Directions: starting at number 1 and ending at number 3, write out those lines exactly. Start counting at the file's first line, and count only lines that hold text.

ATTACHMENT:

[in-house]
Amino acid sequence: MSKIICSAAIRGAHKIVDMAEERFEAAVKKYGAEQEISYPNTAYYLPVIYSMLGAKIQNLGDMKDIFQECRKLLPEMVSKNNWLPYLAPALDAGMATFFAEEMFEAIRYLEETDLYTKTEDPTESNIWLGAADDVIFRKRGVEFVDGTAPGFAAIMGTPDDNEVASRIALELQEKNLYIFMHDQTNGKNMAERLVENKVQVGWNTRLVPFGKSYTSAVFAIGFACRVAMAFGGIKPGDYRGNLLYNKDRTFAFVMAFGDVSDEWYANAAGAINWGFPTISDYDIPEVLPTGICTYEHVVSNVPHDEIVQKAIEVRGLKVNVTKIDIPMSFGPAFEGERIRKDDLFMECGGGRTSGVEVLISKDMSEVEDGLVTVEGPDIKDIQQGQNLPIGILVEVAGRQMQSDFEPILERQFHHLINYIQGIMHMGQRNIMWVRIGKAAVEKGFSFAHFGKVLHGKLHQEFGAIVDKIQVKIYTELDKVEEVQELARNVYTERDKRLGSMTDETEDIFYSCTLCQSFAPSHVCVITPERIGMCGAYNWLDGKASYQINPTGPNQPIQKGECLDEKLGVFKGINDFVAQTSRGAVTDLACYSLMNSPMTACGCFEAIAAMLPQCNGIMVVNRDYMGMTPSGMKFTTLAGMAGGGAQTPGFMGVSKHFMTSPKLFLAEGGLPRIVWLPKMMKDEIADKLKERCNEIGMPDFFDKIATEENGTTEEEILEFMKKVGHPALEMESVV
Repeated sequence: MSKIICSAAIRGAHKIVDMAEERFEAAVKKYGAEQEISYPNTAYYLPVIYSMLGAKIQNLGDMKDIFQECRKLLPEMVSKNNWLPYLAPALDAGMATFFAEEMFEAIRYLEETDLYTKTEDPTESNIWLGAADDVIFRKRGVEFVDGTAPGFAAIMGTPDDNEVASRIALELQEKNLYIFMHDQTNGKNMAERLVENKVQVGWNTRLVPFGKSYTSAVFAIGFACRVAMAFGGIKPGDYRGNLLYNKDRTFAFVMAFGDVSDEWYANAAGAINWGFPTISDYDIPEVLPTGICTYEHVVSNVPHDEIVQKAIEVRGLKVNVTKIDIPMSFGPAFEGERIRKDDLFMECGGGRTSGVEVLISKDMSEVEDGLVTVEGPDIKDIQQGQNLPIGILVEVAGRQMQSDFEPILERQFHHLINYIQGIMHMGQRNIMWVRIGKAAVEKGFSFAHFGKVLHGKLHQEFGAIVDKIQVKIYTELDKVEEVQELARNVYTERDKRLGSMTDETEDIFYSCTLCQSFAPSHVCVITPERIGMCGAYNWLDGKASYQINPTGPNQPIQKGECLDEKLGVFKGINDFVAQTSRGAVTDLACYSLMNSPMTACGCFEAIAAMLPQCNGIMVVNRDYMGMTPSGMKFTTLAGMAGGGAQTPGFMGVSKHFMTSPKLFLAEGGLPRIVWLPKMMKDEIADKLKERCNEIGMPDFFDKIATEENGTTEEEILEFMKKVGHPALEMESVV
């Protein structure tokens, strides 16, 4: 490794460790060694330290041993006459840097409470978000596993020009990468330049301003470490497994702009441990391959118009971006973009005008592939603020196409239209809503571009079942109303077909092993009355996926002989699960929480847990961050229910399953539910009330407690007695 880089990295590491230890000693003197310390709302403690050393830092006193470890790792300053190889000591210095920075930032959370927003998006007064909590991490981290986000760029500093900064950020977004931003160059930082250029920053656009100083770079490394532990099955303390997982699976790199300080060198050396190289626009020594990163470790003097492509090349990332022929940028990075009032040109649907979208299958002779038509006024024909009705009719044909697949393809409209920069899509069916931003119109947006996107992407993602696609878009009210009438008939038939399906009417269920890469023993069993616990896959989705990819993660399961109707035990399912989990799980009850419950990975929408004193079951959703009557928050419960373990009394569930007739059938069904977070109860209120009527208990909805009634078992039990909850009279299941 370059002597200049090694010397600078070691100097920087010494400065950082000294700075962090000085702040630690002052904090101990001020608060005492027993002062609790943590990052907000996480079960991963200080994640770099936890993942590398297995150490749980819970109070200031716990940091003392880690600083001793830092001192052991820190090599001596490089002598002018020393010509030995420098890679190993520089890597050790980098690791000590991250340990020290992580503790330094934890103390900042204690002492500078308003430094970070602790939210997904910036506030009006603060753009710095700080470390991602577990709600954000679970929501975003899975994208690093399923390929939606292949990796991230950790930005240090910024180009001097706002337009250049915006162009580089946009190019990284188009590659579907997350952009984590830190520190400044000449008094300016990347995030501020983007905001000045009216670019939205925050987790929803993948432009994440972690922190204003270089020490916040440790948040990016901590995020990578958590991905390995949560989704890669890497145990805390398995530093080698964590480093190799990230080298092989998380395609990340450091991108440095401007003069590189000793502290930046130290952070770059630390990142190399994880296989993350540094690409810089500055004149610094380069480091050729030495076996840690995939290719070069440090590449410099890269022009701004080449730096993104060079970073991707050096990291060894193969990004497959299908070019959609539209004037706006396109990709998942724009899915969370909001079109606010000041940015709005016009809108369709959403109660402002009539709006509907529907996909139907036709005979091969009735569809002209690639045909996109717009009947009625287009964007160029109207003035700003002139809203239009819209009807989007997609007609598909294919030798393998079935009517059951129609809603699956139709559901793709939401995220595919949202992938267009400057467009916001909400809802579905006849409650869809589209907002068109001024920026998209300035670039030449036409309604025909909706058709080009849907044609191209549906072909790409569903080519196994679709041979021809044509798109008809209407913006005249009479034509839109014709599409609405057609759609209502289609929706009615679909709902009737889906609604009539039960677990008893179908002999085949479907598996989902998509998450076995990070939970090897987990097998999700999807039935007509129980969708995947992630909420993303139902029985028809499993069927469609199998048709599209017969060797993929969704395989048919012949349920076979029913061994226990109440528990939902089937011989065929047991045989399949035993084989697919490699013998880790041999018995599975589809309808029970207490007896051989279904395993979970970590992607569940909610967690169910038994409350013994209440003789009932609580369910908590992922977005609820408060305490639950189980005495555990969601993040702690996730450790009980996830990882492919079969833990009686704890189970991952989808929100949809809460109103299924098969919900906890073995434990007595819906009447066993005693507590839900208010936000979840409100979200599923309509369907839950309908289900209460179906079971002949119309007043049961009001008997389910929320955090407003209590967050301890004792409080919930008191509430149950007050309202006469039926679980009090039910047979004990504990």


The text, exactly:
[in-house]
Amino acid sequence: MSKIICSAAIRGAHKIVDMAEERFEAAVKKYGAEQEISYPNTAYYLPVIYSMLGAKIQNLGDMKDIFQECRKLLPEMVSKNNWLPYLAPALDAGMATFFAEEMFEAIRYLEETDLYTKTEDPTESNIWLGAADDVIFRKRGVEFVDGTAPGFAAIMGTPDDNEVASRIALELQEKNLYIFMHDQTNGKNMAERLVENKVQVGWNTRLVPFGKSYTSAVFAIGFACRVAMAFGGIKPGDYRGNLLYNKDRTFAFVMAFGDVSDEWYANAAGAINWGFPTISDYDIPEVLPTGICTYEHVVSNVPHDEIVQKAIEVRGLKVNVTKIDIPMSFGPAFEGERIRKDDLFMECGGGRTSGVEVLISKDMSEVEDGLVTVEGPDIKDIQQGQNLPIGILVEVAGRQMQSDFEPILERQFHHLINYIQGIMHMGQRNIMWVRIGKAAVEKGFSFAHFGKVLHGKLHQEFGAIVDKIQVKIYTELDKVEEVQELARNVYTERDKRLGSMTDETEDIFYSCTLCQSFAPSHVCVITPERIGMCGAYNWLDGKASYQINPTGPNQPIQKGECLDEKLGVFKGINDFVAQTSRGAVTDLACYSLMNSPMTACGCFEAIAAMLPQCNGIMVVNRDYMGMTPSGMKFTTLAGMAGGGAQTPGFMGVSKHFMTSPKLFLAEGGLPRIVWLPKMMKDEIADKLKERCNEIGMPDFFDKIATEENGTTEEEILEFMKKVGHPALEMESVV
Repeated sequence: MSKIICSAAIRGAHKIVDMAEERFEAAVKKYGAEQEISYPNTAYYLPVIYSMLGAKIQNLGDMKDIFQECRKLLPEMVSKNNWLPYLAPALDAGMATFFAEEMFEAIRYLEETDLYTKTEDPTESNIWLGAADDVIFRKRGVEFVDGTAPGFAAIMGTPDDNEVASRIALELQEKNLYIFMHDQTNGKNMAERLVENKVQVGWNTRLVPFGKSYTSAVFAIGFACRVAMAFGGIKPGDYRGNLLYNKDRTFAFVMAFGDVSDEWYANAAGAINWGFPTISDYDIPEVLPTGICTYEHVVSNVPHDEIVQKAIEVRGLKVNVTKIDIPMSFGPAFEGERIRKDDLFMECGGGRTSGVEVLISKDMSEVEDGLVTVEGPDIKDIQQGQNLPIGILVEVAGRQMQSDFEPILERQFHHLINYIQGIMHMGQRNIMWVRIGKAAVEKGFSFAHFGKVLHGKLHQEFGAIVDKIQVKIYTELDKVEEVQELARNVYTERDKRLGSMTDETEDIFYSCTLCQSFAPSHVCVITPERIGMCGAYNWLDGKASYQINPTGPNQPIQKGECLDEKLGVFKGINDFVAQTSRGAVTDLACYSLMNSPMTACGCFEAIAAMLPQCNGIMVVNRDYMGMTPSGMKFTTLAGMAGGGAQTPGFMGVSKHFMTSPKLFLAEGGLPRIVWLPKMMKDEIADKLKERCNEIGMPDFFDKIATEENGTTEEEILEFMKKVGHPALEMESVV